C

Coweta’s historic residences among county’s treasures


BUSINESS & INDUSTRY Cindy Divido stands in front of one of her homes on Johnson Street in Senoia, which she uses as a location for her accounting business.

But to owners, they are home It is no secret that Coweta County is

Each one has its own story to tell, and

itself has a history dating back to before

covered with many old and beautiful

with the help of the families who now

and during the Civil War, and one home

homes.

own, live and are attached to them, the

in particular literally stands at the top of

histories of these homes live on.

the city’s list of antebellum homes.

All these homes are standing pieces of history that give locals an idea of

A large number of historic homes

Buena Vista, which means “beautiful

what living here more than 150 years

still stand in the county, especially in

view,” was built on the highest point in

ago might have looked and felt like.

Newnan, the “City of Homes.” Newnan

Newnan in the 1830s and later enlarged.

WRITTEN BY WES MAYER | PHOTOGRAPHED BY WES MAYER

Coweta Living 2014-15 21


BUSINESS & INDUSTRY Mike and Leah Sumner, top, stand in front of their home at 87 LaGrange St. in Newnan, named Buena Vista. It is situated on top of the highest point in the city. The Sumners have tried to maintain the original style and feel of the home both inside and out.

Located at 87 LaGrange St., the home is now owned by Mike and Leah Sumner, who bought the home in 1990 and raised their three sons there. Throughout its time, the home has only been owned by a few families, but it really became a landmark in history because of one visitor it had during the Civil War – Confederate Army General Joe Wheeler. The Sumners are very attached to their home, and they maintain a close connection with its history. Mike and Leah know all about the former owners of the home, and they have made every effort to keep the home looking the same as it did when it was built, even though the home has gone through some changes over the years. Before Buena Vista received its name, it was a single-story, Westernstyle cottage owned by Edward Malcolm Storey, a teacher at Newnan’s Male Academy, Leah Sumner said. The cottage was much smaller than the home now, and it only had a few small rooms with a small attic space above. When Storey died in 1850, the home was purchased by his brotherin-law, Hugh Buchanan, who had a career as a principal, a lawyer, a judge, a soldier, an officer, a state senator and a U.S. congressman. The Buchanans are also responsible for adding the two-story, 22 Coweta Living 2014-15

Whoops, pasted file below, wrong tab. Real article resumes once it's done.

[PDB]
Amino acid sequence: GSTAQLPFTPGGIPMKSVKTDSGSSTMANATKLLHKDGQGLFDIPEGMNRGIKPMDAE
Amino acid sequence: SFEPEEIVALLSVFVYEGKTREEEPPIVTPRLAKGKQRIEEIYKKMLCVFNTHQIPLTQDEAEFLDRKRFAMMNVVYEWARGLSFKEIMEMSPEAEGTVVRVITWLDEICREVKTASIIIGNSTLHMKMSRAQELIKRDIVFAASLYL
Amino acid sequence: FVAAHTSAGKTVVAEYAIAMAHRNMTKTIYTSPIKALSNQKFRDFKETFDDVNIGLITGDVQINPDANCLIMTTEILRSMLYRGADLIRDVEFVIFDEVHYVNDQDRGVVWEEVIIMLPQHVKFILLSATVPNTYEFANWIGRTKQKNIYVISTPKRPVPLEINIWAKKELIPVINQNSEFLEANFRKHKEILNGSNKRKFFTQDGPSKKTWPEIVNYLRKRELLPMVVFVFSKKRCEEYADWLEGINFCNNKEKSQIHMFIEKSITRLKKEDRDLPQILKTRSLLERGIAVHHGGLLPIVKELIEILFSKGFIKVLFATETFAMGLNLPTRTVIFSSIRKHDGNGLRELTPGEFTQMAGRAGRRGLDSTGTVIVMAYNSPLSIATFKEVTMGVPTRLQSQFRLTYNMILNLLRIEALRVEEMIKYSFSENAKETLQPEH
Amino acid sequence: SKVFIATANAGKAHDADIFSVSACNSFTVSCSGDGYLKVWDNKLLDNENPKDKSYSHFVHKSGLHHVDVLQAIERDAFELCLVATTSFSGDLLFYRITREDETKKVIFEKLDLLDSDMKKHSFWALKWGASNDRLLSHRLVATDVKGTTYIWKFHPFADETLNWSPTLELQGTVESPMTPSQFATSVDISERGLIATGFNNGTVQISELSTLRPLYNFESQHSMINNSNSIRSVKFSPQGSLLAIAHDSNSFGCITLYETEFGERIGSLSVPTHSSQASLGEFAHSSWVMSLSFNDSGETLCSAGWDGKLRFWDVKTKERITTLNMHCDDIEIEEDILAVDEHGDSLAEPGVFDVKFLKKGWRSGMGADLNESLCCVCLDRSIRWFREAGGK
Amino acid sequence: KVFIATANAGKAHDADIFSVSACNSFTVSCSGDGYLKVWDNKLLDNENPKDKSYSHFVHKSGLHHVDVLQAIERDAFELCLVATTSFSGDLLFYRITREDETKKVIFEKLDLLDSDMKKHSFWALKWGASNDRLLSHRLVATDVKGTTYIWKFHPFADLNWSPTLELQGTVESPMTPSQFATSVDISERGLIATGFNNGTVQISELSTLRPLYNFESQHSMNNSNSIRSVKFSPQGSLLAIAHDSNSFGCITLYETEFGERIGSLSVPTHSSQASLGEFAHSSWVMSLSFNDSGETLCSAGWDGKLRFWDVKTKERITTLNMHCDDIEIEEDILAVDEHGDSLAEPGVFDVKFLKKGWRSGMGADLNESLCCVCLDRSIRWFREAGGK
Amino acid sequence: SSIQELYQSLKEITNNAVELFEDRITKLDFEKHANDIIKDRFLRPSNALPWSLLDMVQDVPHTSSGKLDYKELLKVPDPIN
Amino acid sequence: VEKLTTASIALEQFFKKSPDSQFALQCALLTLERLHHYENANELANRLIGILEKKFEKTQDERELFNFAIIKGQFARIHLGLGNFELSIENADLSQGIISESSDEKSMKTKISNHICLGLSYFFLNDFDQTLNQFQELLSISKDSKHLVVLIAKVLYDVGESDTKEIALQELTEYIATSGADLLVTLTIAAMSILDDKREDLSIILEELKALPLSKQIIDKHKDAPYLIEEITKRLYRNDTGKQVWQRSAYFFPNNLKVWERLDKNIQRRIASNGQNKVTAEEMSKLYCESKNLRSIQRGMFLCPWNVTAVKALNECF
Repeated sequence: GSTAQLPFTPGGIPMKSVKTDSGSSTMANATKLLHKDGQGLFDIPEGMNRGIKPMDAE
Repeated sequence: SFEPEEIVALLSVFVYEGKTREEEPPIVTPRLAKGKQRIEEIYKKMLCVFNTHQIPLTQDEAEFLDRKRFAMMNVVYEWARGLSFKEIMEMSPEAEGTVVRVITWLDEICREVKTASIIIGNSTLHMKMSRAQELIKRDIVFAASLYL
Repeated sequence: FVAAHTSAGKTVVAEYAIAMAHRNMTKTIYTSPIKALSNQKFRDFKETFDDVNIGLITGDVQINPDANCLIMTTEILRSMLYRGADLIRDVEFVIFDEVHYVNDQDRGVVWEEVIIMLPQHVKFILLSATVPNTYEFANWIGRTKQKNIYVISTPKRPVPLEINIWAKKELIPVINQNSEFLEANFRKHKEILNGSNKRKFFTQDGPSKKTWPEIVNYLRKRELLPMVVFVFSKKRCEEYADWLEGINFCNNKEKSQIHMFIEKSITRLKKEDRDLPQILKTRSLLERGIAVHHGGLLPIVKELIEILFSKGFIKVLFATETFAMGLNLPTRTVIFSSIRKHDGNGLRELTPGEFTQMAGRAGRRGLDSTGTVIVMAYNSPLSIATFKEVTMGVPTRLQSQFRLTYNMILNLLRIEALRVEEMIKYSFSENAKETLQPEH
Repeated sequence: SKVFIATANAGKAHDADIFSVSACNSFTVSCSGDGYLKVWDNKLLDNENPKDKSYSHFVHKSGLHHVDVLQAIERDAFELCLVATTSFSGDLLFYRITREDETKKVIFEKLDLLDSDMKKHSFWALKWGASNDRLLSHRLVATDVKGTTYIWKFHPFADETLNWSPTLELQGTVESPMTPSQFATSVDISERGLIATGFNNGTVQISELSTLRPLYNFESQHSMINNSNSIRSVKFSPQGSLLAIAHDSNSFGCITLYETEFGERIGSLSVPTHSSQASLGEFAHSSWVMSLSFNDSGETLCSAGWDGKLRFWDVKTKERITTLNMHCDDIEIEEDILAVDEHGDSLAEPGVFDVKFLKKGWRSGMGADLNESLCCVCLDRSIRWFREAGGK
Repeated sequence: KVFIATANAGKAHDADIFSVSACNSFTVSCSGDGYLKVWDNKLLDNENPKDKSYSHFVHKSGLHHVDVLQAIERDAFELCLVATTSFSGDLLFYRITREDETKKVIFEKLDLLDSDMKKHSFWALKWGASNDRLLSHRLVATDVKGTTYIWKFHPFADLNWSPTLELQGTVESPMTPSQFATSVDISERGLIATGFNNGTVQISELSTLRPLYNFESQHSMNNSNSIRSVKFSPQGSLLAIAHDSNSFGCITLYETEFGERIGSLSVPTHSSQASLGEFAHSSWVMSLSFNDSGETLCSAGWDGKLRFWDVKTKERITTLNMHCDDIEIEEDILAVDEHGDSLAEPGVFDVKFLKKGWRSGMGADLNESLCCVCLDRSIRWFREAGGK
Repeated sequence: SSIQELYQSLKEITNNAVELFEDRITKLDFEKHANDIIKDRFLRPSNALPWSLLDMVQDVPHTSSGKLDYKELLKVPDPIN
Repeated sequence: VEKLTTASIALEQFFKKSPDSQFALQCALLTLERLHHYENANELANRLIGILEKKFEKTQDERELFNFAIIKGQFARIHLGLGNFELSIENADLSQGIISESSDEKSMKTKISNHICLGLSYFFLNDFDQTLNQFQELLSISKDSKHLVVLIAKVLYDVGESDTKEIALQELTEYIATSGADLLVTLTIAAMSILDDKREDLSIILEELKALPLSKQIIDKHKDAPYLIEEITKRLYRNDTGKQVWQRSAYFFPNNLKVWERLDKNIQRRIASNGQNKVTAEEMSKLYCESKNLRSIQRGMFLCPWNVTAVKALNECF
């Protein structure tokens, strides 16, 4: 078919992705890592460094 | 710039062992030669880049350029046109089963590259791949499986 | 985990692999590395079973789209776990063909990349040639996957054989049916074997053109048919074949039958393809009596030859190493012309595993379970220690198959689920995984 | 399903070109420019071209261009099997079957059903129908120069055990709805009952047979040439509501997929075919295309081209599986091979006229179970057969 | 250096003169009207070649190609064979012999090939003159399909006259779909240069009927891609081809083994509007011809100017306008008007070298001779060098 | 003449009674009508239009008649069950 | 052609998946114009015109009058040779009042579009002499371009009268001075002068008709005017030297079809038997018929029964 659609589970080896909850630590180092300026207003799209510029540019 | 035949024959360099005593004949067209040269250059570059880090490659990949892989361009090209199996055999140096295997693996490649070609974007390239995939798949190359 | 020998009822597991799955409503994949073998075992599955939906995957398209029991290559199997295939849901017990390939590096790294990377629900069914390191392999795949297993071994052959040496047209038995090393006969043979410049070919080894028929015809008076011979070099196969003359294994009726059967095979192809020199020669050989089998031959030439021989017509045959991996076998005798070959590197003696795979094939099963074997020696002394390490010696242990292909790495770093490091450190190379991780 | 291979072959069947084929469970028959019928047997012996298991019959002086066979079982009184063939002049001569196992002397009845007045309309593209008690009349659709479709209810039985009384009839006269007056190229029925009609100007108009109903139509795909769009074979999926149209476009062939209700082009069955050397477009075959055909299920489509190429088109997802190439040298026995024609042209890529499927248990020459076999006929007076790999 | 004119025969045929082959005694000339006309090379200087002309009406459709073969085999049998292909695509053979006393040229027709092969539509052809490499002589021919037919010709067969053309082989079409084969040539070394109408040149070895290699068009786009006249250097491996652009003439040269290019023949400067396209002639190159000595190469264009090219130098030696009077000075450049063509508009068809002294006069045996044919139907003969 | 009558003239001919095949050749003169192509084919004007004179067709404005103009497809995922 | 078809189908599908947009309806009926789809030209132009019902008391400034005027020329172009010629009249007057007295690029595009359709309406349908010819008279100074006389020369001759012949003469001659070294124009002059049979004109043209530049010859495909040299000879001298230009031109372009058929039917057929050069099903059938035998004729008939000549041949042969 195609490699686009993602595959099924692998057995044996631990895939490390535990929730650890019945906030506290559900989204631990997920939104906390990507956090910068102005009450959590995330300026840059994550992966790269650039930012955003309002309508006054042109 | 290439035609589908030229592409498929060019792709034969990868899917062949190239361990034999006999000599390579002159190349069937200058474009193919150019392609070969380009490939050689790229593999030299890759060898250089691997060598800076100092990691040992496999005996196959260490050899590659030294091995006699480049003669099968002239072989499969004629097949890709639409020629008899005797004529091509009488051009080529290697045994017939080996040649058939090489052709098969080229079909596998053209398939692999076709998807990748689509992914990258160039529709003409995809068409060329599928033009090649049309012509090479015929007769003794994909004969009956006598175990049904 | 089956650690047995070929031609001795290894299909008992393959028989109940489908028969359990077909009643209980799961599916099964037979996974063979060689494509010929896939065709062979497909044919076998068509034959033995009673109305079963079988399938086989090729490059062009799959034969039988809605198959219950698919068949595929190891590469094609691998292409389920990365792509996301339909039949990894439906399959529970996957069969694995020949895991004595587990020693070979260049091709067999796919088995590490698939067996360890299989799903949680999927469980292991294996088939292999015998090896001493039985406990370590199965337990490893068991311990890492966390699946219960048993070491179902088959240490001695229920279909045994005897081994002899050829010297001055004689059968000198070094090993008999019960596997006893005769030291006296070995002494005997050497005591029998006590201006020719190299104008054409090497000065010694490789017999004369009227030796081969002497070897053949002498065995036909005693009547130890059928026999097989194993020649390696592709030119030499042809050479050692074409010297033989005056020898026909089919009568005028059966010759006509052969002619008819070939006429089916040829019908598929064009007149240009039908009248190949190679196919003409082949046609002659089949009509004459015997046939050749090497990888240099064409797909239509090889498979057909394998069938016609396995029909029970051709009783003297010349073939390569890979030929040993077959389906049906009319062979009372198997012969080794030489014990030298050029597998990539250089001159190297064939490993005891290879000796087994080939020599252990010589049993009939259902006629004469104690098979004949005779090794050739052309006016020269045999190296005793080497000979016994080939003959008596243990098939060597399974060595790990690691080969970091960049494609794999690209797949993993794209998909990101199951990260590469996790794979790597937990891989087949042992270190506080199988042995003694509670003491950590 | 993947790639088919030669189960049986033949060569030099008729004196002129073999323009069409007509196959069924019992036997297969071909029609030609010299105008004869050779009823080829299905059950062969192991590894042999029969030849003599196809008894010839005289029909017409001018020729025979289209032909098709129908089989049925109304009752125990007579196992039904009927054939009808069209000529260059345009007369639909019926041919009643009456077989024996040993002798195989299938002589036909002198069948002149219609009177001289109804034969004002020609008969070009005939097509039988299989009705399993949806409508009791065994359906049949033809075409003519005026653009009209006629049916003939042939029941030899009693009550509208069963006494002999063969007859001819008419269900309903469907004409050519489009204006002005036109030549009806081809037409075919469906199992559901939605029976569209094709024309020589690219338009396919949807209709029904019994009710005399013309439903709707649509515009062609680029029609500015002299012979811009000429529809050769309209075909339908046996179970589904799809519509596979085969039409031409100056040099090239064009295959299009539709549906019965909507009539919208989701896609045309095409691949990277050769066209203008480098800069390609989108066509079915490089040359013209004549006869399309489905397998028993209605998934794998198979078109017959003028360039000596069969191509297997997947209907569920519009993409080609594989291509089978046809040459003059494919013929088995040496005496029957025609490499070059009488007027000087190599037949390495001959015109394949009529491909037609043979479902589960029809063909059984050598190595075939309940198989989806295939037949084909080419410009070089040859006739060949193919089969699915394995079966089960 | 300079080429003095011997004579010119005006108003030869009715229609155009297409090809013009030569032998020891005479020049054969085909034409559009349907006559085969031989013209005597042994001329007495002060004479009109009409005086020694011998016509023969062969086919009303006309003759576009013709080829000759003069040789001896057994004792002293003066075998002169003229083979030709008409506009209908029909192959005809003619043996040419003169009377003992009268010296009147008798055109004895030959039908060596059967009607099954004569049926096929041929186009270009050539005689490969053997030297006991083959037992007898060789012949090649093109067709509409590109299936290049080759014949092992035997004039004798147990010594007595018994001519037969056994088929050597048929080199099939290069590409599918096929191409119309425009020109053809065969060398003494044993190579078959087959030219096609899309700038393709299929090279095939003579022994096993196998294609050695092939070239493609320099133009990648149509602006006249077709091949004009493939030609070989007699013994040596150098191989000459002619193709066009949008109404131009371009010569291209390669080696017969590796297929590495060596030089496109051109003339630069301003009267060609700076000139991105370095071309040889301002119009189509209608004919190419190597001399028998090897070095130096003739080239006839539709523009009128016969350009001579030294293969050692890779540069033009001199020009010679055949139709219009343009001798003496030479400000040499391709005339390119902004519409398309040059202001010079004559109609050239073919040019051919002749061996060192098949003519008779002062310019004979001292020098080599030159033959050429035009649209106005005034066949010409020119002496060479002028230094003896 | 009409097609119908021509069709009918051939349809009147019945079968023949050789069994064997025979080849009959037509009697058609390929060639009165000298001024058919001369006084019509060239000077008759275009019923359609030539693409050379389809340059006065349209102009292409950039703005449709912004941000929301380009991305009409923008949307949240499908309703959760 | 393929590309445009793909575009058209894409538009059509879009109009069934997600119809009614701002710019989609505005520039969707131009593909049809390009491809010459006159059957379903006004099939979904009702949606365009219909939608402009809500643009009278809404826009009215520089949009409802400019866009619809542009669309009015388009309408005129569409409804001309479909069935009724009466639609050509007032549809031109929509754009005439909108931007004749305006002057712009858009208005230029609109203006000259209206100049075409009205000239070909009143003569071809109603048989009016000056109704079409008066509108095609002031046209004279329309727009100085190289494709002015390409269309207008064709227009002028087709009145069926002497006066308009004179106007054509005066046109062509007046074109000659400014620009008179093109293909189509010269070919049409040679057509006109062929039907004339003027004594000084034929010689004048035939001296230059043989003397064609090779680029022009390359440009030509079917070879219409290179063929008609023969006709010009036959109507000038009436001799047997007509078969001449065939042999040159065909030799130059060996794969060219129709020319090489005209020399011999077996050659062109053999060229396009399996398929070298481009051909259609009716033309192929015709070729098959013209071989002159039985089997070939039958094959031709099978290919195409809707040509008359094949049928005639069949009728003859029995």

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We try to share it, but we definitely live in it.” — Leah Sumner

columned front section to the home, which was called a “two-by-two” or “twoover-two.” On the lower floor it had a men’s parlor and a ladies parlor, and above were two bedrooms. It was during the time the Buchanans lived in the home that General Wheeler came to visit. During Union General Sherman’s fiery campaign through Georgia, it became Wheeler’s job to defend the railroads southwest of Atlanta from destruction, and Wheeler chose Buena Vista as his staff headquarters. While Buena Vista was the highest point in Newnan, and much of the surrounding area could be seen from it, Wheeler actually had a habit of